"Daughter of Spring's pure virgin light,
That bringest unto me
More joys than Autumn's splendours bright
Of grove and sky and sea."
In the summer of 1907 the present writer arranged to carry out an experiment, to extend over three years, for the purpose of discovering those varieties of Violas which were most perennial in their character. It is well known that a great number of the most beautiful exhibition varieties will not survive over a single winter if left standing in the open. These varieties are often purchased because they look so effective when staged on an exhibition table; but disappointment very often follows, unless they get into skilled hands and are carefully propagated by cuttings each season. It cannot be gainsaid that varieties which possess the character of growing into clumps and surviving through several winters in the open border are most advantageous for many purposes. The trial, therefore, was undertaken with the object of discovering which varieties would behave in this way. The situation selected was in an open field of strong loam overlying clay situated in the county of Essex. The ground was dug deeply and manured at the end of the summer of 1907, and the plants were planted in the month of October.
The following well-known white flowered varieties were planted: Bethea, Countess of Hopetoun, Christiana, Duchess of York, Marchioness, Pencaitland, Purity, Snowflake, White Empress, Redbraes White, Virgin White, Alexandra, Mrs. H. Pearce, White Beauty, Mrs. A. D. Parker, Seagull, E. C. Barlow, Peace.
In the summer of 1908 all the plants were living, and a Committee of Inspection then considered the following the most effective rayless varieties: Snowflake, Purity, Marchioness, Mrs. A. D. Parker, and Countess of Hopetoun; the best rayed varieties being Alexandra and Duchess of York. Pencaitland, a rayed variety with heavy yellow shading on the under petal, was extra good, and so was Peace, which at times had a flush of pale lavender on the upper petals.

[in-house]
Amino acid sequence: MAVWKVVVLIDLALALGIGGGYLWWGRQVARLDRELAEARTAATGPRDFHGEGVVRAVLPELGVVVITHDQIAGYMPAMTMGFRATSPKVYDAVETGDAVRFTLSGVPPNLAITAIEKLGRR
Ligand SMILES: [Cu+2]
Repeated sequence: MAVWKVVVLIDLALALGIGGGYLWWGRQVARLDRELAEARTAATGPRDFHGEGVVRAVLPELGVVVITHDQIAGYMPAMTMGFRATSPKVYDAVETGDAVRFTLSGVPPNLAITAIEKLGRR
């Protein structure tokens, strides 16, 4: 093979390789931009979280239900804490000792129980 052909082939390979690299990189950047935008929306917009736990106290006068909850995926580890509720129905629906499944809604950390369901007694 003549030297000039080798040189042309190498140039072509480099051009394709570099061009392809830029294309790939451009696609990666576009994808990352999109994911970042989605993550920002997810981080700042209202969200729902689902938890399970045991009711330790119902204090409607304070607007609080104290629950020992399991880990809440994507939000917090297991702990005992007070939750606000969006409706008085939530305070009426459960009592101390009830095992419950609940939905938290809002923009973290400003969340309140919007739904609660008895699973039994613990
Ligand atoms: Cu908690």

The following were planted: Cream King, Devonshire Cream, Iliffe, and Sylvia. The best were Sylvia and Cream King.
The following varieties are placed in their order of merit: Primose Dame, Sulphurea, Ardwell Gem, Maggie Clunas, and Daisy Grieve.
The following eleven varieties were planted: Kingcup, A. J. Rowberry, Bullion, Klondyke, Royal Sovereign, Canary, Grievii, Redbraes Yellow, Walter Welsh, Mrs. E. A. Cade, Wm. Lockwood.
The best rayless varieties were: Redbraes Yellow, Royal Sovereign, and Kingcup; the best rayed being Walter Welsh and Bullion, also Grievii, which was very dwarf and pretty.
Six varieties were planted, and the order of merit was as follows: Kitty Bell, Florizel, Belfast Gem, Lady Marjorie, Miss Harding, Ariel.
Seven varieties were planted, and they succeeded in the following order: Maggie Mott, Blue Duchess, Mauve Queen, Favourite, Ithuriel, Bridal Morn, Lilacina.
The following were planted: Ophelia, Chas. Jordan, Mrs. C. Turner, Admiral of the Blues, Royal Scot, True Blue, Archd. Grant, Councillor Waters, Jubilee, Blue Rock, Lady Warwick.
The best were adjudged to be Councillor Waters, Jubilee, Archd. Grant, True Blue, Royal Scot, Admiral of the Blues, and Ophelia.
The following were planted: Glencoe, Countess of Kintore, Dr. Macfarlane, Blue Cloud, White Duchess, Ada Anderson, Lady Grant, Mrs. Chichester, Mrs. J. H. Rowland, Wm.
Neil, Iris, Crimson Bedder. Those selected for special notice were: Glencoe, bright bronze; Dr. Macfarlane, purple and lavender; Blue Cloud, white with deep-blue edging; Ada Anderson, white with rosy edging; Mrs. Chichester, white with violet edging; Wm. Neil, rose colour, of very dwarf habit; and Crimson Bedder, a fine crimson purple variety. The foregoing, as already stated, is the substance of a report made in the summer of 1908.